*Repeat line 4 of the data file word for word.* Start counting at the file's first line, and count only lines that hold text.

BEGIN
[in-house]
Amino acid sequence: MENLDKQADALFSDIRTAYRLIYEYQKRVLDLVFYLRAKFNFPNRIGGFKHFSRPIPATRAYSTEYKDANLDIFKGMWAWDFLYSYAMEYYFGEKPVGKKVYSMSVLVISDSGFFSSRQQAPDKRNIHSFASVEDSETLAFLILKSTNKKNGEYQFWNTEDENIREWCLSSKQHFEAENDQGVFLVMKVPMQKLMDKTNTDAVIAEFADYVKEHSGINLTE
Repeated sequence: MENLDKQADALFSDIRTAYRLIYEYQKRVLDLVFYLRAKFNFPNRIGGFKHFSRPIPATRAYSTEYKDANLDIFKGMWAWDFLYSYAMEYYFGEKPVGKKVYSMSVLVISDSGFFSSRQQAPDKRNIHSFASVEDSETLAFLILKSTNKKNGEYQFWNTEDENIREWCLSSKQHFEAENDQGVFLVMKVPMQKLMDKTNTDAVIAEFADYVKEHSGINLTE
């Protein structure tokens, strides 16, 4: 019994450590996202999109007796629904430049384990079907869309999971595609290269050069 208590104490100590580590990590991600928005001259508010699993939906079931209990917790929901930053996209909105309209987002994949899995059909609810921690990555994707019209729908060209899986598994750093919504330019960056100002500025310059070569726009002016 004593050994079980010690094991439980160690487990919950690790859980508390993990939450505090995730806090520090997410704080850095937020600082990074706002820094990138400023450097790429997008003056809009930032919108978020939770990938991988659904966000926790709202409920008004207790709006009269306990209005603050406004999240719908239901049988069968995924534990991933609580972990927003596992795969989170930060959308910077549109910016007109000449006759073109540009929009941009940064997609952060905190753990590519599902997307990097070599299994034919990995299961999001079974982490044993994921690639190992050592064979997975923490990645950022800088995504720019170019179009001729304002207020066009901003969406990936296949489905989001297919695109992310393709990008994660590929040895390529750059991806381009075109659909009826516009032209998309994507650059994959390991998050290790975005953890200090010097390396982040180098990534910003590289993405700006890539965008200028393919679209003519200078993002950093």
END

């Protein structure tokens, strides 16, 4: 019994450590996202999109007796629904430049384990079907869309999971595609290269050069 208590104490100590580590990590991600928005001259508010699993939906079931209990917790929901930053996209909105309209987002994949899995059909609810921690990555994707019209729908060209899986598994750093919504330019960056100002500025310059070569726009002016 004593050994079980010690094991439980160690487990919950690790859980508390993990939450505090995730806090520090997410704080850095937020600082990074706002820094990138400023450097790429997008003056809009930032919108978020939770990938991988659904966000926790709202409920008004207790709006009269306990209005603050406004999240719908239901049988069968995924534990991933609580972990927003596992795969989170930060959308910077549109910016007109000449006759073109540009929009941009940064997609952060905190753990590519599902997307990097070599299994034919990995299961999001079974982490044993994921690639190992050592064979997975923490990645950022800088995504720019170019179009001729304002207020066009901003969406990936296949489905989001297919695109992310393709990008994660590929040895390529750059991806381009075109659909009826516009032209998309994507650059994959390991998050290790975005953890200090010097390396982040180098990534910003590289993405700006890539965008200028393919679209003519200078993002950093």